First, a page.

Customer Review

21 of 21 people found the following review helpful
5.0 out of 5 stars RETURN TO CHILDHOOD, 18 Oct 2006
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This review is from: Misplaced Childhood (Audio CD)
My favourite Marillion album from the Fish era has always been Fugazi but 'Misplaced Childhood' certainly has to be one of the most accomplished rock albums of the 1980s. For long time fans like me, it also takes one back to that great year (I was ten), when Marillion seemed to be in every paper and magazine, and on the radio constantly. We also got to see Fish in tartan suits and his kilt.
Again, only Marillion would be brave enough to attempt to make a concept album in 1985, but it is a triumph of music over people that it performed so well, and still sounds so good now.
Modern Marillion fans may harp on about the merits of 'Brave', but for me, 'Misplaced Childhood' will always win hands down when it comes to the better concept album.
The concept is alot less straightforward here than on 'Brave' however. It's based on a bad acid trip suffered by Fish, which caused him to have some spooky 'visions' which in turn caused him to envisage a drummer boy. He went on to scribble down his experiences as a child and a young adult with the young boy acting almost as a muse.
'Pseudo Silk Kimono' starts things off with some lush, misty sounding keyboards, and links superbly to the band's mega hit signature theme, 'Kayleigh'.
'Kayleigh' may still be a perennial radio favourite a la Van Halen's 'Jump', but it still remains an almost perfect four minute rock song. Lyrically romantic and powerfully played, 'Kayleigh' is highly unrepresentative of the band's sound, but it opened the eyes and ears of the nation to Marillion and their overall style as countless people went out and bought the album.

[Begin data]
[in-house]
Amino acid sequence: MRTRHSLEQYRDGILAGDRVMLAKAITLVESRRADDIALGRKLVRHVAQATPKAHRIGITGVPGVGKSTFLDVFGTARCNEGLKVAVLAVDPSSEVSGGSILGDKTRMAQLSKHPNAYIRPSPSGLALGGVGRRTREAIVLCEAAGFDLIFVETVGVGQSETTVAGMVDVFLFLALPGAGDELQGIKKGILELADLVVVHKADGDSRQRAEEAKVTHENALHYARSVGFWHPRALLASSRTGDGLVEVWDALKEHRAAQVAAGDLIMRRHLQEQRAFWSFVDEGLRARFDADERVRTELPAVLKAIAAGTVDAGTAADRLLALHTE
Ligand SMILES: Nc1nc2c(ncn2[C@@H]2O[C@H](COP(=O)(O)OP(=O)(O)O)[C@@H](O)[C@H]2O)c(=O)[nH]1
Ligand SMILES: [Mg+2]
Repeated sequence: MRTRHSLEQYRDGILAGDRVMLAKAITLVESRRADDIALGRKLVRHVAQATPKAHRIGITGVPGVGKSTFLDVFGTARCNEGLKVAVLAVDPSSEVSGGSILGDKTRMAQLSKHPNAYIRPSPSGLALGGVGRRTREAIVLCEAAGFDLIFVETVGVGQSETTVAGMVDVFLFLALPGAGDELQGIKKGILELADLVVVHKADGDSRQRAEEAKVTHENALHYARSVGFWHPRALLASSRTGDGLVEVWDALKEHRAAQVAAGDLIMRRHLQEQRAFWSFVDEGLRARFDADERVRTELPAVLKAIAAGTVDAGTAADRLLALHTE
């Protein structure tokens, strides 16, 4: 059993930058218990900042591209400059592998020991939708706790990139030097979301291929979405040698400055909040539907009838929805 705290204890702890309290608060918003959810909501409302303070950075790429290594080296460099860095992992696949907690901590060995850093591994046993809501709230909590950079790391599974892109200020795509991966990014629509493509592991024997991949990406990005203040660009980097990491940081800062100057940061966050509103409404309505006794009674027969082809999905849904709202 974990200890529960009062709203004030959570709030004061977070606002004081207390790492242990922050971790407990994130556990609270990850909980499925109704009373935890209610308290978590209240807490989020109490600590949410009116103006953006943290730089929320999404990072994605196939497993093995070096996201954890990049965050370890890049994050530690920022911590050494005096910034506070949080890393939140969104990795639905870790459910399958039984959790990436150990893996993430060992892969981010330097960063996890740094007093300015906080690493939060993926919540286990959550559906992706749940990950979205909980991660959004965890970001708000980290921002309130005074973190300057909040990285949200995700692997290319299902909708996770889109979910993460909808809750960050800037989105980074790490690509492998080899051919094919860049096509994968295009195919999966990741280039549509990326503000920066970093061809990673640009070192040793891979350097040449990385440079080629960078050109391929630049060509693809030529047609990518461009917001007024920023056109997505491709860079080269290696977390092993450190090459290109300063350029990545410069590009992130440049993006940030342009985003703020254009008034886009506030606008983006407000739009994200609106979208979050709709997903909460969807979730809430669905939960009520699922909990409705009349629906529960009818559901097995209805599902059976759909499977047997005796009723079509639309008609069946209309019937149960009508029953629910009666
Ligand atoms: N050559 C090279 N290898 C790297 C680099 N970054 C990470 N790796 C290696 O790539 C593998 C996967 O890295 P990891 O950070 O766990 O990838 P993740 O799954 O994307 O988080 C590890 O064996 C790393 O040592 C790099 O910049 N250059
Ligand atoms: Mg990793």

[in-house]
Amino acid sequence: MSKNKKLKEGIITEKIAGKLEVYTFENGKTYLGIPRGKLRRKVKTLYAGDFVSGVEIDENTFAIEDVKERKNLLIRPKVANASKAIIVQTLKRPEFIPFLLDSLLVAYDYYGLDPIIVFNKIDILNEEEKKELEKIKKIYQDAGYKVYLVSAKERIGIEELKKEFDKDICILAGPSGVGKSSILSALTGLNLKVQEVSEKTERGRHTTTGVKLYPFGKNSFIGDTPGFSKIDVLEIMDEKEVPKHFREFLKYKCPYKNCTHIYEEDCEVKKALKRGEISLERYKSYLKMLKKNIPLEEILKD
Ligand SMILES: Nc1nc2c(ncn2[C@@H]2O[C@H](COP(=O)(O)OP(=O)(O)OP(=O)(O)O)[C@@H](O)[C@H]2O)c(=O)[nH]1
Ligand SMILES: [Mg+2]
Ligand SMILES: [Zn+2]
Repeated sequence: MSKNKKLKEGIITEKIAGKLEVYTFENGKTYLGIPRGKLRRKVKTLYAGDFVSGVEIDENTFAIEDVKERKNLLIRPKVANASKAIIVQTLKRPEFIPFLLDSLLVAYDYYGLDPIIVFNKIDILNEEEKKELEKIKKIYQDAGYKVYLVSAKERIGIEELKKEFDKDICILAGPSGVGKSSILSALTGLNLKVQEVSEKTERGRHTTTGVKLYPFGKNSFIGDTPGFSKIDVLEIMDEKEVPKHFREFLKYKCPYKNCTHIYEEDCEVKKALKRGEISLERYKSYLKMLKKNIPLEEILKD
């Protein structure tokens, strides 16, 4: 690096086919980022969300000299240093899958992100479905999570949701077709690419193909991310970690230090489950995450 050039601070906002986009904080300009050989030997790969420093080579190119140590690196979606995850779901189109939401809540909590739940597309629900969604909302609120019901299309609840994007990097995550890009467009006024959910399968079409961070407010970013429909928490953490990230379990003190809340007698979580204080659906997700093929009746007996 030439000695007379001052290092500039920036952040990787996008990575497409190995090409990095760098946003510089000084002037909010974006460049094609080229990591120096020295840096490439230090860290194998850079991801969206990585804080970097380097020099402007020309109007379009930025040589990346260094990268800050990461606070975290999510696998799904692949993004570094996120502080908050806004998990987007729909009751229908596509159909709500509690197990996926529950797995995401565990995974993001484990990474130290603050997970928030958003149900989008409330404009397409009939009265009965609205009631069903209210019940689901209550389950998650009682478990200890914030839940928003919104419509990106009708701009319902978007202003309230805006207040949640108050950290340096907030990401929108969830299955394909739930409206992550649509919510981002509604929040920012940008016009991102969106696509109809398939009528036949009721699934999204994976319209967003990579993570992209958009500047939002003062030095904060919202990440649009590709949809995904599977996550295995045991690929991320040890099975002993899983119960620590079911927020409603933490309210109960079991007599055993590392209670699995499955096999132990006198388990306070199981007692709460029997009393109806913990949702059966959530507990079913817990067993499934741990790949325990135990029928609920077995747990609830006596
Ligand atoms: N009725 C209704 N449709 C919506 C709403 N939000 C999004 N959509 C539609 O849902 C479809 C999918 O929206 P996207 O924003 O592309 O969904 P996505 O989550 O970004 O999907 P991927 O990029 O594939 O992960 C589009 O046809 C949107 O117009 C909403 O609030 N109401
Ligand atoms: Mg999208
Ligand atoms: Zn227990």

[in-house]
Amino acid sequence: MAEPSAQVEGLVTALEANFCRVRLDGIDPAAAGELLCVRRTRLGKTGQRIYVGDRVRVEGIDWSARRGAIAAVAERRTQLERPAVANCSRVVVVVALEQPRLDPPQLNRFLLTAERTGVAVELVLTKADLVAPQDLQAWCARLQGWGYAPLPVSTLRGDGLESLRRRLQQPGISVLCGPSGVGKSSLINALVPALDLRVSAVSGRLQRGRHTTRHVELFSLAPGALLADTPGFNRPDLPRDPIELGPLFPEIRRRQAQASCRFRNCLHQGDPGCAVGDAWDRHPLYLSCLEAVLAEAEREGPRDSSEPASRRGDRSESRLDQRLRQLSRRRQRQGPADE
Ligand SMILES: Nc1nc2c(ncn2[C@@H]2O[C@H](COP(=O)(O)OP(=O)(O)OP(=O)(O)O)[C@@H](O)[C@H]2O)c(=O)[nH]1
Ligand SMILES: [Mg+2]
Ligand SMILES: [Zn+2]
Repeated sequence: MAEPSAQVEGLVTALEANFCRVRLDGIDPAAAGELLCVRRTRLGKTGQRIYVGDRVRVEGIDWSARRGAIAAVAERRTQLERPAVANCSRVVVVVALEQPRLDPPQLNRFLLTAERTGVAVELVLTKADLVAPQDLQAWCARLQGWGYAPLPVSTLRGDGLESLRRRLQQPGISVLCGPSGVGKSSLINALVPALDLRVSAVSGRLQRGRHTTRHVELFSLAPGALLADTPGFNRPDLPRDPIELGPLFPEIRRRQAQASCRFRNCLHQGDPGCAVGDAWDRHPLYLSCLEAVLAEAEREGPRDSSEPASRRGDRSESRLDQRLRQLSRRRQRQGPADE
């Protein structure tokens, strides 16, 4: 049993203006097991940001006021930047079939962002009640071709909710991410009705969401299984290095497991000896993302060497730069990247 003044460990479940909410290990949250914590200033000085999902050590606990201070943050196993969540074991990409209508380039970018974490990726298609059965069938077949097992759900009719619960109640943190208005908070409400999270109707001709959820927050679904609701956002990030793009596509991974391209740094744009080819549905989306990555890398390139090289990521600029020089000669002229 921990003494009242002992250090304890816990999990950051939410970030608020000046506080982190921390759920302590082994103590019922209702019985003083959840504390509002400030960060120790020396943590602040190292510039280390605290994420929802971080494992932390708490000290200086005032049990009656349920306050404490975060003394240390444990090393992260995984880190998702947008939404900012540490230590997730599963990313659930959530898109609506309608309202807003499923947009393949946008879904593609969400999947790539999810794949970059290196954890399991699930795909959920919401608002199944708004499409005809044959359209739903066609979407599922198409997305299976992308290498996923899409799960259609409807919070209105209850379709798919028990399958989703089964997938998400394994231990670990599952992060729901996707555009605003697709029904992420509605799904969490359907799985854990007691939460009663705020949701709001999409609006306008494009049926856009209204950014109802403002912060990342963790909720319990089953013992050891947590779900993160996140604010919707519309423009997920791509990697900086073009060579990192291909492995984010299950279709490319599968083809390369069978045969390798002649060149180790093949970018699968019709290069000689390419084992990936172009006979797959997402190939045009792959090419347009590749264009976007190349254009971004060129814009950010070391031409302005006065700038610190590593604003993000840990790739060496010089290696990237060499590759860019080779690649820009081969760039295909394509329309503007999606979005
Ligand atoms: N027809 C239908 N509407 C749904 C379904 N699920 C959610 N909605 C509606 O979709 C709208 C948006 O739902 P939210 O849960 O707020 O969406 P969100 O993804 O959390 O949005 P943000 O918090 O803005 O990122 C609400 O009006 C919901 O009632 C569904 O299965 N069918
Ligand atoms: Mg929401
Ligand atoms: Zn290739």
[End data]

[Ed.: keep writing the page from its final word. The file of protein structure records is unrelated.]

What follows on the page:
'Lavender' is very similar to 'Kayleigh' in terms of the commercial success it helped the band to achieve. It provided them with another top ten single and remains a lovely piece of rock whimsy.
'Bitter Suite' is very much the spine of the first 'side' and shows the band returning very much to the type of atmospheric, moody music which made their debut 'Script For A Jester's Tear' so absorbing. Lyrically enthralling with effective musical pastel shadings, it's an understated piece which reels you in as the listener.
'Heart Of Lothian' closes the first suite of linked music and is still a joy to these ears with it's football stadium chant style and soaring guitars and keyboards. It lifts the gloom of the previous track beautifully and provided the band with a top thirty single.
'Waterhole (expresso bongo)' is a stark piece with plenty of underlying menace as Fish continues to rant about his obvious dislike of 'wide boys', as mentioned in the previous track.
'Lords Of The Backstage' has the potential to be a top tune with an oddball rhythm section and a memorable theme. However, it seems to end just as it's begun which is a shame.
'Blind Curve', like 'Bitter Suite' on the first half of the album is a dark, moody atmospheric piece which shows the lyrical concept of the album gaining in depth, as a drug addled Fish sees the image of the drummer boy on his staircase. It ends as a political rant which leads into the excellent 'Childhood's End?'
'Childhood's End?', like 'Heart Of Lothian' is effective in that it brightens up the subject matter, which on the previous track is very dark indeed. It's a lively track with lots of top guitar and keyboards and a soaring chorus.
'White Feather', like every closing track on Marillion albums up to this point has a highly anthemic, almost military feel. It closes the record perfectly and makes you want to press play once again.
It's difficult to dissect 'Misplaced Childhood' track by track. You have to look at it as a whole, and 'Kayleigh', 'Lavender', 'Heart Of Lothian' and 'Childhoods End?' notwithstanding, the album is a wonderfully moody, atmospheric, epic work that flew in the face of fashion then (despite reaching number one in the album chart), and continues to do so now. The great thing is that 'Misplaced Childhood' is all the better for it.
First class.
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